- Used – buy or obtain used goods. This is just economic good sense. You usually get more “life” out of an object per dollar spent this way. And in a lot of cases things made 5, 10, or more years ago are of better quality. Used items usually are disposed of when someone is trading up to something else. Our forebears would have children wear older siblings’ or cousins’ hand-me-downs. This encourages good traits in us – to reuse, repurpose, and recycle.
- Ingredients – buy the components for making something, not the finished product. Is it cheaper to buy a can of Folgers coffee – or espresso drinks for a month? Coffee beans or ground coffee is actually an ingredient, even though it is pretty simple to make coffee. We need to think more this way. Sometimes however buying ingredients will not be cheaper. If I buy cloth and materials to make an outfit for a child, it might not actually be cheaper. But it would be uniquely designed for the child, and I would gain in the experience of making something from scratch. I would have something unique and keep developing my own skills. Think of other areas where you could use ingredients rather than finished widgets — cooking, gardening – seeds and mulch are ingredients to making harvestable crops, or lumber and screws to make a bookcase or item for your home. Buying ingredients is a great way to both be creative and develop your basic skills.
- Less than 200 employees – give preference to buying from a company of less than 200 employees. Isn’t it great knowing you are supporting your local community in a more direct way? Many times when you purchase this way you will look the owner of the company in the eye, and they will seem to have a personal concern for you. Sometimes a local company will have more flexibility with their smaller suppliers, and they will spend more time with you, answering your questions. The mechanic I go to is not a chain and so it is almost always the same people that we deal with every time. I believe they take great care of our cars and I feel like they are honest to deal with, I had quit going to a chain because I didn’t feel like they were honest or even listened to me to fix my original problem. But even dealing with local vendors – I will still question and occasionally bargain with them.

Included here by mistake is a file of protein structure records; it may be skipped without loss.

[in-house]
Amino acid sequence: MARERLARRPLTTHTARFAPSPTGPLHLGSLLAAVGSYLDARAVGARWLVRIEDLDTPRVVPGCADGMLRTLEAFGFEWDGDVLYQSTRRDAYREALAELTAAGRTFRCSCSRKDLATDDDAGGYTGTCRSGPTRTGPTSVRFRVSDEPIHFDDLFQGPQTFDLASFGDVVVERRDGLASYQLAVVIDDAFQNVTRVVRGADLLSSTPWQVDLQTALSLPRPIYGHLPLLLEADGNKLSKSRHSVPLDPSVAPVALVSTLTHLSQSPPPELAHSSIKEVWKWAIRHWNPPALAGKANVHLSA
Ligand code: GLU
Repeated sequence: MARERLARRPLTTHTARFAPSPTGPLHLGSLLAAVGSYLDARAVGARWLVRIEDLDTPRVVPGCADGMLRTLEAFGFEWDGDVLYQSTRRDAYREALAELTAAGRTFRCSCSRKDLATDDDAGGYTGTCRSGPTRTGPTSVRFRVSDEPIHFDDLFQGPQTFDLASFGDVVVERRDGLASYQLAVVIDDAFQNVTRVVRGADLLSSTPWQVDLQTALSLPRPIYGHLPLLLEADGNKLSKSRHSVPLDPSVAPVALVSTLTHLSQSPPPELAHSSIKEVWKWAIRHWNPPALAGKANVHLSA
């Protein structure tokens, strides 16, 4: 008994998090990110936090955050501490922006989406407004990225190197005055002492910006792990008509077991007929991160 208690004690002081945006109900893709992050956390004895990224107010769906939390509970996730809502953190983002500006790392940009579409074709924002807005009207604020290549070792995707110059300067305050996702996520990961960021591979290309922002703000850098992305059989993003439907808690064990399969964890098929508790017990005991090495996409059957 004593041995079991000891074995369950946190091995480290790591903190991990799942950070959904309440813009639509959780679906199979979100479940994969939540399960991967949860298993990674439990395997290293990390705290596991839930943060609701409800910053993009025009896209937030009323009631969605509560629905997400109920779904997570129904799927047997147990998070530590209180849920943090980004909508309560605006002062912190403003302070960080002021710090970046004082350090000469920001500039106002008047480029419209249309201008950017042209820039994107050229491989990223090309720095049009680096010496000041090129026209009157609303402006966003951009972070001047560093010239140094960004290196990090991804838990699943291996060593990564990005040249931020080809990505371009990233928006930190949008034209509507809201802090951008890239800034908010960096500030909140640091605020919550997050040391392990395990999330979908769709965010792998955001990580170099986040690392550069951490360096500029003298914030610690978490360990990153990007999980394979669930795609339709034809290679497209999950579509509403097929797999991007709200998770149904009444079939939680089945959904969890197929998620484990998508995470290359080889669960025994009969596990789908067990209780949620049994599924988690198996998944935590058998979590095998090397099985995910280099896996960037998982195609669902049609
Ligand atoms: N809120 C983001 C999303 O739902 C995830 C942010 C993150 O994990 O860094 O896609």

- Quality – buy items that are verifiably of high quality. We have seen a big deterioration of quality in many things, but there are still companies that produce the quality we are looking for at a reasonable price. Sometimes price and quality are a mismatch. Some luxury cars are more likely to break down on you, and some expensive vacuums are more likely to need warranty repair. Sometimes the item we seek may be used or often it may be new. Maybe we are looking into a North Face jacket or want to purchase a new bicycle. Whatever the item — research, research, research! Never rush into a purchase, and only buy things that you believe will stand the test of time. This will often be the one time where I might deliberately purchase from a large company.
I hope these tips have helped! I would personally stay out of the stores that make you dizzy when you step into them. One of the stores I think of is one where the corporate symbol is something one shoots at, hmmm. The other company has a name which involves dropping 3 letters from ‘martial law’. Are they telling us something, like we are zombies or slaves? They might have cheap prices, but sometimes you don’t get what you expect, and sometimes you bring home more widgets than you expect. Do we really need all of that? If we can’t buy truly locally or buy components to make something, maybe we don’t need it.